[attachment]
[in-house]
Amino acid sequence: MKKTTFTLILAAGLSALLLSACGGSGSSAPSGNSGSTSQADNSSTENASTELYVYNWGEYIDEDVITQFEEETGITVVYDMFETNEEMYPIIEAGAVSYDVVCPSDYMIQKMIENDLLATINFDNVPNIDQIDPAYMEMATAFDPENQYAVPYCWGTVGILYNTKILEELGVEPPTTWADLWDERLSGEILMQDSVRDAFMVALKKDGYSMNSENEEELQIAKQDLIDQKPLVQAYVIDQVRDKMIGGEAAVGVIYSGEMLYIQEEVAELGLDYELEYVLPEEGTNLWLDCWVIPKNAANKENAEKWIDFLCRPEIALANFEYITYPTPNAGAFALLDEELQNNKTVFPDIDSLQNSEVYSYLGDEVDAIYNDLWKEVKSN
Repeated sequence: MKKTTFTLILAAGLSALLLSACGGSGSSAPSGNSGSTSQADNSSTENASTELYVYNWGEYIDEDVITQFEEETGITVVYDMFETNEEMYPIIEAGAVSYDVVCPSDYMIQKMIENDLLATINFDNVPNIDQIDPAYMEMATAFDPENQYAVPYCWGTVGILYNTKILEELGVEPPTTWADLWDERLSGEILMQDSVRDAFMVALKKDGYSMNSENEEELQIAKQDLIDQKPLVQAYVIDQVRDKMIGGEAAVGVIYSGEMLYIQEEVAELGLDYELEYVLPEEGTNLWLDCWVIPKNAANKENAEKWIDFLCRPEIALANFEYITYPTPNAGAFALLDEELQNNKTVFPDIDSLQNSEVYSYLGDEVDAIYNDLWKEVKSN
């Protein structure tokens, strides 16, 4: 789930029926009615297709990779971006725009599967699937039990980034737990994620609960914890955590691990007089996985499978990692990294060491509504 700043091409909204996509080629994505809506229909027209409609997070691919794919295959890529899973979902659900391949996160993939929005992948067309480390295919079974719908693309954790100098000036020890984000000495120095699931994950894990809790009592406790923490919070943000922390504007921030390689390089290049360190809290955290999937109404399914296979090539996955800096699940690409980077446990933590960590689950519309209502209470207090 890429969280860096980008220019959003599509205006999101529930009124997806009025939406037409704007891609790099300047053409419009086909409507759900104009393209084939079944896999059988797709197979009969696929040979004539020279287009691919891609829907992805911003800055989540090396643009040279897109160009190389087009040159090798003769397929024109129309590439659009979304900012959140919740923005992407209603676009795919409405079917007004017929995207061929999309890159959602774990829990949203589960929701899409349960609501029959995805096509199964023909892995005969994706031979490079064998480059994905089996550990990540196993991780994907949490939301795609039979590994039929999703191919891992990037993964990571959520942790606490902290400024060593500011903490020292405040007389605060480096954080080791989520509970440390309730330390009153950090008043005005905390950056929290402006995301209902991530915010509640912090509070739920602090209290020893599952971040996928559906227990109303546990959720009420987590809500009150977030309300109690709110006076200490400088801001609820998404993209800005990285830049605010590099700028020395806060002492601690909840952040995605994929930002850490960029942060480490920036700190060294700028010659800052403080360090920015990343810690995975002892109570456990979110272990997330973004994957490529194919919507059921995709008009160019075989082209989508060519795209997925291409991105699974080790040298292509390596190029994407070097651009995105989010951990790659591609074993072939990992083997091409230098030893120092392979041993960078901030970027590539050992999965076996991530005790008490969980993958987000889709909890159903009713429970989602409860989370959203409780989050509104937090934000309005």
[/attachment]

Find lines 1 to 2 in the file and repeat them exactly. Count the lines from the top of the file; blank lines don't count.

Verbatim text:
[in-house]
Amino acid sequence: MKKTTFTLILAAGLSALLLSACGGSGSSAPSGNSGSTSQADNSSTENASTELYVYNWGEYIDEDVITQFEEETGITVVYDMFETNEEMYPIIEAGAVSYDVVCPSDYMIQKMIENDLLATINFDNVPNIDQIDPAYMEMATAFDPENQYAVPYCWGTVGILYNTKILEELGVEPPTTWADLWDERLSGEILMQDSVRDAFMVALKKDGYSMNSENEEELQIAKQDLIDQKPLVQAYVIDQVRDKMIGGEAAVGVIYSGEMLYIQEEVAELGLDYELEYVLPEEGTNLWLDCWVIPKNAANKENAEKWIDFLCRPEIALANFEYITYPTPNAGAFALLDEELQNNKTVFPDIDSLQNSEVYSYLGDEVDAIYNDLWKEVKSN